Monday, December 2, 2019

The Factor of Disability,portrayed in Tamil Cinema.



    Cinema is an effective medium interpreting life's realities in terms of themes,events {both contextual and non contextual}and characters.In the treatment of above aspects,it is difference in narration,that lends an amount of variety and appeal.Sometimes the narration would lay a greater emphasis on events than on characters,or vice versa.The characters are usually weighed by their inherent elements of goodness and badness.Occasionally,the narration would also focus on the physical stature of characters,either as being physically stout,or vulnerable to disabilities on account of some bodily flaws,that draws a predicament to character delineation.
  The physical flaw may be one of colour or some sort of impediment such as a handicapped look or being visually challenged or hearing/speech impaired.If such a physical oddity falls on secondary or supporting characters,it usually goes unnoticed.Instead,if the physical flaw shadows the protagonist,it gains absolute importance,letting the audience emotionally empathise with the plight of the hero or heroine.Tamil cinema during its formative and following decades,effectively dealt with the trauma of the leading characters being laid up with a physical challenge,in the form of personal agony and social stigma.
   Tamil films specifically proved that more than social stigma,family prejudices and parental neglect made the physically challenged persons,victims of insult and disgrace,leading to a status of depression and insecurity.In 1962, P. Madhavan's Mani Osai narrated the tragic tale of a hunch backed youth,disowned by his wealthy father{well played by M.R.Radha},owing to reasons of stigma falling on the family as a curse. It was a poignantly pictured film with realities governing the core of narration and the flow of sentiments rooted to the ground.Last century's famous Kannada hero Kalyankumar gave a riveting role delivery,delving deep into the hearts of the viewers.The climax of the film showed the noble minded hero giving his pair of eyes,to his haggard younger brother{R.Muthuraman} before his death and the guilty father confessing to everybody,that the hunch backed hero was his elder son.The song Devan Kovil Mani Osai in the clarion voice of Sirkazhi S.Govindarajan,will eternally stay in the memory of those who watched the film,or heard the song,amazingly composed by the veteran musical duo Viswanathan &Ramamurthy.
   Four decades after the release of Mani Osai,there came another film on a hunch backed guy. This film Perazhagan {2004} produced under the AVM banner and directed by Sasi Shankar dealt with the subject in a humorous vein,making us feel that not all physically challenged people visibly let out their agonised feelings over their physical deformity.This film starring Suriya and Jyothika,both in dual roles,was a clean entertainer with Vivek and the hunch back Suriya with his protruding upper teeth,creating quite a few laughter moments,.The audience derived a lot of fun rising from the cheekiness of Suriya and the mocking tone of Vivek.The other interesting fact about the film is that,one of the dual roles played by Jyothika was that of a visually challenged woman.Besides this physically challenged pair,there was the other pair of a Sober Suriya and his fiancee,the fair looking Jyothika,who got killed in a road accident and whose eyes gave vision to the visually impaired Jyothika. Besides depicting deformities and mistaken identities,the film also threw light on the burdening pangs of deprivation of beauty and love.On the whole,the film had more fun to watch than sentiments to cry about.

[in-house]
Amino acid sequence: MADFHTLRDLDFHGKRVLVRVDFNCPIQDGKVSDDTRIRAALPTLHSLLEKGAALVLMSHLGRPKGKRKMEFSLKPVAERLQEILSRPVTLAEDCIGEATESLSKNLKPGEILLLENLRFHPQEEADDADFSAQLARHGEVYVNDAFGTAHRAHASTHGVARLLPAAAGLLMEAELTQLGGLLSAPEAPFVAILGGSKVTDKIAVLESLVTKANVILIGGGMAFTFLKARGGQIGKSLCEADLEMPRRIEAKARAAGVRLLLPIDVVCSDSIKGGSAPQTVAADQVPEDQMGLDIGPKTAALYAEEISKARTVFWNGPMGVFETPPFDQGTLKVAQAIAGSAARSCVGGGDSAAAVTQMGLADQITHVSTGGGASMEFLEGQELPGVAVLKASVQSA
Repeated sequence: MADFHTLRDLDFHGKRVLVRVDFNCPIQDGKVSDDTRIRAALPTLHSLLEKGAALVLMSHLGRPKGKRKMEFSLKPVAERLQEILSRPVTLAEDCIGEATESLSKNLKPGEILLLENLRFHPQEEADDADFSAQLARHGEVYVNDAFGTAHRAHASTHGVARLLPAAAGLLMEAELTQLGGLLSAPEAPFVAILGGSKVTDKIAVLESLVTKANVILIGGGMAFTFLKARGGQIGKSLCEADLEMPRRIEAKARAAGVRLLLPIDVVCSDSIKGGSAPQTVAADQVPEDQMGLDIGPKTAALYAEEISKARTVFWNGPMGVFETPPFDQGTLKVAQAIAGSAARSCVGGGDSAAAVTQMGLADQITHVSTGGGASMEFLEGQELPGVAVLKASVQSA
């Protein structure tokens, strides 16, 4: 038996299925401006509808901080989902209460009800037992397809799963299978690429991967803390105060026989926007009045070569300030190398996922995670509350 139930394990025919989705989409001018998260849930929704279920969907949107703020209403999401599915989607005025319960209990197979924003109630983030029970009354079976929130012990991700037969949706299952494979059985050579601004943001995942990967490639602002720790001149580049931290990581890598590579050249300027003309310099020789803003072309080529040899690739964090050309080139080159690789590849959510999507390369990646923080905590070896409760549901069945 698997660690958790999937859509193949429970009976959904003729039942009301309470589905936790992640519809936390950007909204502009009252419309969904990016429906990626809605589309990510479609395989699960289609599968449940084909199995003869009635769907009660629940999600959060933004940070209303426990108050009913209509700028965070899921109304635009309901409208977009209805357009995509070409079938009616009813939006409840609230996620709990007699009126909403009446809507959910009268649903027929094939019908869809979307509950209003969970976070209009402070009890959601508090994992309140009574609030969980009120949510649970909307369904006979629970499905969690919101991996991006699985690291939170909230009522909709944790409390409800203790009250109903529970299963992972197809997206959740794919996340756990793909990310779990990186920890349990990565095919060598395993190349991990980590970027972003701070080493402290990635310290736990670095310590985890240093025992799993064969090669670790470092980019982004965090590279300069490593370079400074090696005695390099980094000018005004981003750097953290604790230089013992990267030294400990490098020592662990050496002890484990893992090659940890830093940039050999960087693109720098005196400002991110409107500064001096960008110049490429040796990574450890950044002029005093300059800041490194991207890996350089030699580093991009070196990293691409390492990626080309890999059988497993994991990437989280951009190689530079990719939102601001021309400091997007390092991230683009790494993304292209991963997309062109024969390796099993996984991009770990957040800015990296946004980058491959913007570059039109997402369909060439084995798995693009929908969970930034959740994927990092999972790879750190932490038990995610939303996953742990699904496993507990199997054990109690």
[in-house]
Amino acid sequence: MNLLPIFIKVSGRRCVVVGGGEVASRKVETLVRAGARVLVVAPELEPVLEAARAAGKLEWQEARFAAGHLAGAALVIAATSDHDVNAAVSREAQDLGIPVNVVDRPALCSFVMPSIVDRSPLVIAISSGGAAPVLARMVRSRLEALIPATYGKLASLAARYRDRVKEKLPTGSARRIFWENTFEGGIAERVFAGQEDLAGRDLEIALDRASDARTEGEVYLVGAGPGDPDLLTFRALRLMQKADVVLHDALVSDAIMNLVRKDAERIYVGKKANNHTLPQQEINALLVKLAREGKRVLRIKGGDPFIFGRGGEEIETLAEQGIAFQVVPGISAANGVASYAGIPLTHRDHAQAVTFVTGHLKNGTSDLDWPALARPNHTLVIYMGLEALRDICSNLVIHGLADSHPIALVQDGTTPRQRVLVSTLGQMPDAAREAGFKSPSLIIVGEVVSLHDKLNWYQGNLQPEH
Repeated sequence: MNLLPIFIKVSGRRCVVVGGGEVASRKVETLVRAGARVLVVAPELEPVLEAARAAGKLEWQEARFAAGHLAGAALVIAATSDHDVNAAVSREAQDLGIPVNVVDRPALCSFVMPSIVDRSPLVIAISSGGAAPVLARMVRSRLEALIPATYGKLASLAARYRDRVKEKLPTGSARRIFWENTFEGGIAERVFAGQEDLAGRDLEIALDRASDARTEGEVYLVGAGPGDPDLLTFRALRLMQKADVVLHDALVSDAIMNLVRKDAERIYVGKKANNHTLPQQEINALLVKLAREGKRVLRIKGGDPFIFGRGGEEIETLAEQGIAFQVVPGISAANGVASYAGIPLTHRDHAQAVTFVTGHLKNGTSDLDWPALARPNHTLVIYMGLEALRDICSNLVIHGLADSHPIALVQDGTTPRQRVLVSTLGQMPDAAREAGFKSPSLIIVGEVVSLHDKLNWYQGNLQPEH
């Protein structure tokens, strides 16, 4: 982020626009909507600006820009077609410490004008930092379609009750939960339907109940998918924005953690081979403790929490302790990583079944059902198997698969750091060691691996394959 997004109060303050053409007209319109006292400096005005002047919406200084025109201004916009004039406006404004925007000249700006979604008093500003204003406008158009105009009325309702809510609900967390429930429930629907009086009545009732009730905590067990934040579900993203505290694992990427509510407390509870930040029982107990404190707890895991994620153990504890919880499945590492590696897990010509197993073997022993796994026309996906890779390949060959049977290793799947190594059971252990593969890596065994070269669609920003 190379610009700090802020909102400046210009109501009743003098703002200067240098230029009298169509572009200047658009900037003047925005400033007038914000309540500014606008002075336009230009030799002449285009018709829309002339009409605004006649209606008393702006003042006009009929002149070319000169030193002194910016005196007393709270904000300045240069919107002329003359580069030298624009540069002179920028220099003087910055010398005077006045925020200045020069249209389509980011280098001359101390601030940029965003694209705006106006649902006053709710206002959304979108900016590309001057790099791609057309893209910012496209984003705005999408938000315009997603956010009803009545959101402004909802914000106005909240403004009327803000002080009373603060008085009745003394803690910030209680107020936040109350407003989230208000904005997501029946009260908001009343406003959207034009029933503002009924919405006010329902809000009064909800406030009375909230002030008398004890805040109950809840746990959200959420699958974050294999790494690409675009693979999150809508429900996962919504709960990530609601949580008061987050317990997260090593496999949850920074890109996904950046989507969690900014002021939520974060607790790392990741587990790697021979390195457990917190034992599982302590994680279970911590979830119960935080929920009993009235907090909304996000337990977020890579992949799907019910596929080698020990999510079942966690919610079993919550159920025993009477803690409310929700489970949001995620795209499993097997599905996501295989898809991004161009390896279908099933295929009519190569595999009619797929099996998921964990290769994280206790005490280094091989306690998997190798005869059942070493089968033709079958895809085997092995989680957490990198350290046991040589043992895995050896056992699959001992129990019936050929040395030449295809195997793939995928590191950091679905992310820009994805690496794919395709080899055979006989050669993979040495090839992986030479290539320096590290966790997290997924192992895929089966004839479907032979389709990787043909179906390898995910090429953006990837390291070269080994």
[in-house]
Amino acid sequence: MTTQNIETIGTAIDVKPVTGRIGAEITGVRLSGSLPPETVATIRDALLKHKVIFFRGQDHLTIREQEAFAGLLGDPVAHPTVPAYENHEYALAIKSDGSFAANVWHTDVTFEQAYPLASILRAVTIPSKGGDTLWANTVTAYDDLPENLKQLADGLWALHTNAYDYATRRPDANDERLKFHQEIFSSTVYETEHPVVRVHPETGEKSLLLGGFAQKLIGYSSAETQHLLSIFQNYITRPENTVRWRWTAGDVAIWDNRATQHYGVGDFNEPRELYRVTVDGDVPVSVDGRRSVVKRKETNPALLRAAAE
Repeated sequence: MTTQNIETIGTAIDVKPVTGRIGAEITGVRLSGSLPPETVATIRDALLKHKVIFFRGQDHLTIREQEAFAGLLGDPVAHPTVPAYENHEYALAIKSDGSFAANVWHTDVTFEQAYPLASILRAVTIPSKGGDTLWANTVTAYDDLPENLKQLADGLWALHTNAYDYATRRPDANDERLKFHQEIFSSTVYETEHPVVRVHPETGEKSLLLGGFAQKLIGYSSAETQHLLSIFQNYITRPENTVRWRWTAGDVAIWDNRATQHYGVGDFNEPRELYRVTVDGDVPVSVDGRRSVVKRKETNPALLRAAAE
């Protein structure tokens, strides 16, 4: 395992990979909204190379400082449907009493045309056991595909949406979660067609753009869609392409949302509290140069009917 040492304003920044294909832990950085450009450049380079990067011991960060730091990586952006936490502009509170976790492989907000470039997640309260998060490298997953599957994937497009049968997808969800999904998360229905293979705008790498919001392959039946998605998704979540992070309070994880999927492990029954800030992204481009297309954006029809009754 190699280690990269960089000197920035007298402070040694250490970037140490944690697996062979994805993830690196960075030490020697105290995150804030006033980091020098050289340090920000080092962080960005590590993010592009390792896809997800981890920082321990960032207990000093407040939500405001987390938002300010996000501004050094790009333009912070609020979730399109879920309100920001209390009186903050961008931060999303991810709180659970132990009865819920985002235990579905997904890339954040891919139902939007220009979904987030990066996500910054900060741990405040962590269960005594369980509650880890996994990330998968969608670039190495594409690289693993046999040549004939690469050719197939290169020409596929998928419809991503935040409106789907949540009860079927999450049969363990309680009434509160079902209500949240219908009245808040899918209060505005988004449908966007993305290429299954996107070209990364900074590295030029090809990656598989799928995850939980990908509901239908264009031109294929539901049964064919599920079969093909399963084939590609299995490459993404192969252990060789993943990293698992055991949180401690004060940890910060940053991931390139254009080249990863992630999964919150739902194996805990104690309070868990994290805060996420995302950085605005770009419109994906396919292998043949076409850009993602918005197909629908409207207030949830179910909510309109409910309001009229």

The AVM's mega production house had released two other films on the frustrations of being physically disfigured or deformed. Naanum Oru Penn directed by A.C.Thirulokchandar {1934] memorably portrayed the sufferings of the woman protagonist who was hated by her father in law for her black complexion.The film starring C.R.Vijayakumari in the leading role, gave her an opportunity for a stellar performance,drawing huge crowds to the theatres,for this singular reason.The song Kannaa Karumai Nira Kannaa{tuned by Sudadharsanam} in the captivating voice of P.Suseela,could be called another point of reference to the success of the film. S.V.Rengarao as the prejudiced father in law,gave a neat performance in his usual unique style of role delivery.
   AVM's other film Ramu brought forth the sufferings of a young boy{Master Rajkumar} who loses his power of speech following a shocking incident and regains it later.Incidentally, C.R.Rajakumari also played as a speech impaired woman,not happily received by her mother in law {M.V.Rajamma}in the film Kodimalar directed by C.V Sridhar.
   Chevalier Sivaji Ganesan had brilliantly demonstrated the tormented mindset of a physically challenged person with his incomparable stamp of spontaneity,originality,and substance. The immortal film Bhagapirivinai,showed him as a man with one arm invalidated following an electric shock,while trying to pull out a kite stuck on a live wire.Despite this handicap and the consequent shame and abuses thrown by others on this physical deformity,he demonstrated his strength of personality with robust energy.It was only during an occasion when he was not able to lift his child by himself,did he break down. However,the film ended on a happier note with the hero regaining his normal limbs after a another electric shock.